Friday, January 22, 2016

Tiny Houses for the Homeless: An Affordable Solution Catches On

I ran across this publication, yes! magazine, and their article while posting on FB. They indicate that, "For many years, it has been tough to find a way to house the homeless. More than 3.5 million people experience homelessness in the United States each year, according to the National Law Center on Homelessness and Poverty."

The yes! magazine showed how communities in Oregon, New York, Texas, Washington and Wisconsin are now stepping up to the plate in dealing with their homeless population by creating some tiny-home communities.

The Quixote Village in Olympia, WA began as a camp and the community raised enough money to turn it into "Quixote Village".   It opened in 2013.

Amarillo, if you would like to learn more click on this link:


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Thursday, January 21, 2016

Aging in Place in your Tiny Home

To tiny-home or not to tiny-home, that is the question.  

I have had the opportunity to discuss the pros and cons of living in a tiny-home with hundreds of people during the last ten years, and among the more mature adults the statement is always, “I’m not climbing a ladder to get to my bed”.  

The older you get the more you realize that universal design and being able to age in place are at the top of the priority list when making a choice of a home; tiny-home or not.  

Because I now find myself in that older group, but still have the dream of living tiny on purpose, (and did I mention I have a BS Interior Design degree) I have made it my goal this year to design a line of tiny-size to park-size homes that will meet the physical and emotional needs of Baby Boomers and the generation that follows.

As a designer I begin with questions like -

·  Will the owner be a couple or a single adult?
·  Do they need separate sleeping areas or can they sleep together?
·  Do they need space for walking aids?
·  Do they need additional outlets in the bedroom, bathroom and living area for medical reasons?
·  Do they need a tub or a shower for bathing?
·  What hobbies need to be taken into consideration?
·  Do the owners love to cook or is a microwave all they use?
·  Do they have medications that require refrigeration?
·  Do they participate in juicing or eating fresh, creating the need for a larger refrigerator?
·  Can they navigate one step, but not a ladder or staircase?
·  Do they have a pet?
·  Will they be traveling with their tiny-home?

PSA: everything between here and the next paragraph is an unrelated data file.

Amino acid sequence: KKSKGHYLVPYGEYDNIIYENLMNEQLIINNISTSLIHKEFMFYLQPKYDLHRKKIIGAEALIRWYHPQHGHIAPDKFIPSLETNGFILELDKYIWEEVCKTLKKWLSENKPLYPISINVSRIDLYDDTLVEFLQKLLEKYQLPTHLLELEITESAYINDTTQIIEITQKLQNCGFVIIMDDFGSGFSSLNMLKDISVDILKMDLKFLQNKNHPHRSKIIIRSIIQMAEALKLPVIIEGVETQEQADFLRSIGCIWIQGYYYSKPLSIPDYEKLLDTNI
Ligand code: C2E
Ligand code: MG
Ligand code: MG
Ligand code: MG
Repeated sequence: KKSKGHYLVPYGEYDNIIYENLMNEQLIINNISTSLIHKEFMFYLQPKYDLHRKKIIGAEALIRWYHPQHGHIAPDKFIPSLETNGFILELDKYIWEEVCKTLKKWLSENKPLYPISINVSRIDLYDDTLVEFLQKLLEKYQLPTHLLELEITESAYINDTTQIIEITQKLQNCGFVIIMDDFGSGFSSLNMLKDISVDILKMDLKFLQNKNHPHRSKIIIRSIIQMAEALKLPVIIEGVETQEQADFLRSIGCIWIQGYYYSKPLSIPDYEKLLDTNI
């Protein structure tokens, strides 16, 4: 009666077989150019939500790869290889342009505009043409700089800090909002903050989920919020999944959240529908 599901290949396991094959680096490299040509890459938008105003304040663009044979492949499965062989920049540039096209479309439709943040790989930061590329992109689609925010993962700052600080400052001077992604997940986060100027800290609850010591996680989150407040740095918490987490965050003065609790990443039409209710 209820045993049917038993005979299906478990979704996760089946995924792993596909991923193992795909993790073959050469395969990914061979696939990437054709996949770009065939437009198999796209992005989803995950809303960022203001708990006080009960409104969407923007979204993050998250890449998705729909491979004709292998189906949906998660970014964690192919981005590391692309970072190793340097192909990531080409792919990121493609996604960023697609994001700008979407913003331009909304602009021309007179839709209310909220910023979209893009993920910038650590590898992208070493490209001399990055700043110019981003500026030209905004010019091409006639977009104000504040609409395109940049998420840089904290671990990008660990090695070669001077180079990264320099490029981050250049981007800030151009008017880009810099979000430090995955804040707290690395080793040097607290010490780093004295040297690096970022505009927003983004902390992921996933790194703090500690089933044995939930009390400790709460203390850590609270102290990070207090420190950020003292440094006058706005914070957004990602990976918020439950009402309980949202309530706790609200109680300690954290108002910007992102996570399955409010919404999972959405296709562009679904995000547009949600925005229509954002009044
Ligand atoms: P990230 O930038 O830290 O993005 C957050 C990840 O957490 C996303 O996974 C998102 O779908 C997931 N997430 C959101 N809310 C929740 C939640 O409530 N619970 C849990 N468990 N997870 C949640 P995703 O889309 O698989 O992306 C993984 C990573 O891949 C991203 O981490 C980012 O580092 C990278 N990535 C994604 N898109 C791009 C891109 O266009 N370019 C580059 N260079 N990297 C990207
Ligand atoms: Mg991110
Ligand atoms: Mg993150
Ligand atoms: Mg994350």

·  Will they be permanently parked on private land or backyard?
·  Will they be permanently parked in a private park?

You have to ask the same type of questions as when building a traditional home, and many more due to the limited amount space in a tiny-home. 

It all boils down to, what the owner is willing to live without, and what they deem as esential for quality of life.

If you are interested in building a tiny home of your own, but need help with the design and layout, I am here to assist: Linda Quiggle - .

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Wednesday, January 20, 2016

Tiny House - What does that mean in 2016?

Tiny Houses have become such a big thing in our culture over the last decade that there are now specific labels to define what kind of tiny house you might be talking about. Here is a small lesson - 

 "Micro" can include anything from a pimped out "Tear Drop" trailer to a shed, a treehouse, or van camping. It is really "micro" in size, but still meant to at least sleep and eat in.

"Tiny" includes a couple of distinctions, those on wheels and those on a permanent foundation.
    Tiny House on Wheels:
  • "T.H.O.W. is a tiny house on wheels.  These can be structures built with traditional building materials, or they can be house-trucks, buses, or any other driveable or towable device that has had a conversion and are meant to be lived in.
    tiny house community « The Tiny Life: A standard "Tiny House" would be any "Tiny" structure built on some type of permanent foundation, and typically no larger than 500 sq. ft.
lexa-dome-tiny-home"Small" is a small structure.  
    Shipping Container Home:
  • Larger than a tiny home and smaller than the traditional small single family residence of 1,000 sq.ft.
  • Can include apartments and condos
  • Can be cottages
  • Can be container homes
  • Can be cob design
  • Can be dome structures
  • And yes, it can even be a Yurt.
Hope you feel better prepared to have a discussion about "tiny homes".  Keep looking.  Keep Learning. Live small on purpose.

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Friday, January 8, 2016

Container Homes have hit the big time!

Container City - London!

Container City II
It is incredible that a large metro center like London, England has embraced such an "outside" the proverbial box method of meeting some of their housing and commercial needs.

BBC Broadcasting Offices

Medical facilities, schools, worship centers, offices, restaurants . . .

Hornimans School

What a creative way to Reuse-Repurpose-Recycle a box.

Come on Amarillo, TX - It's time to start offering some affordable living and working solutions.  (Oh yes, and trendy and smart looking too.)

Linda Quiggle holds a BS of Interior Design and and MBA in Marketing.  She currently works and lives in Amarillo/Canyon , TX
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